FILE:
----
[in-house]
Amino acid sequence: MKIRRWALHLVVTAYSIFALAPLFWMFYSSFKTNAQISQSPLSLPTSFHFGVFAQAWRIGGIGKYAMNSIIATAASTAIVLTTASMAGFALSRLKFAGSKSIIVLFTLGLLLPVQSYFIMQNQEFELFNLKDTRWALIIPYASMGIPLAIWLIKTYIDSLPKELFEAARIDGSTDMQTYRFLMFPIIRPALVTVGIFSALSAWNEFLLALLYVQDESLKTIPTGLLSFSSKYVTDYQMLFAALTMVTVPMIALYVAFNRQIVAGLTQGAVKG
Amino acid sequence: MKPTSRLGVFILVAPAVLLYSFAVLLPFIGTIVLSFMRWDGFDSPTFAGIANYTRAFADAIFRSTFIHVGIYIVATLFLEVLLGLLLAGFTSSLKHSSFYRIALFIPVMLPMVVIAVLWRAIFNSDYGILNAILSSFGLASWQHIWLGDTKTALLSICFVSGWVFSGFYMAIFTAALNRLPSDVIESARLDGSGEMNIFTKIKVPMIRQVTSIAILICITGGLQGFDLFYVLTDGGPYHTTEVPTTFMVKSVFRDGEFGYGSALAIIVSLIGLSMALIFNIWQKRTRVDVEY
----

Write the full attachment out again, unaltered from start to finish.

[in-house]
Amino acid sequence: MKIRRWALHLVVTAYSIFALAPLFWMFYSSFKTNAQISQSPLSLPTSFHFGVFAQAWRIGGIGKYAMNSIIATAASTAIVLTTASMAGFALSRLKFAGSKSIIVLFTLGLLLPVQSYFIMQNQEFELFNLKDTRWALIIPYASMGIPLAIWLIKTYIDSLPKELFEAARIDGSTDMQTYRFLMFPIIRPALVTVGIFSALSAWNEFLLALLYVQDESLKTIPTGLLSFSSKYVTDYQMLFAALTMVTVPMIALYVAFNRQIVAGLTQGAVKG
Amino acid sequence: MKPTSRLGVFILVAPAVLLYSFAVLLPFIGTIVLSFMRWDGFDSPTFAGIANYTRAFADAIFRSTFIHVGIYIVATLFLEVLLGLLLAGFTSSLKHSSFYRIALFIPVMLPMVVIAVLWRAIFNSDYGILNAILSSFGLASWQHIWLGDTKTALLSICFVSGWVFSGFYMAIFTAALNRLPSDVIESARLDGSGEMNIFTKIKVPMIRQVTSIAILICITGGLQGFDLFYVLTDGGPYHTTEVPTTFMVKSVFRDGEFGYGSALAIIVSLIGLSMALIFNIWQKRTRVDVEY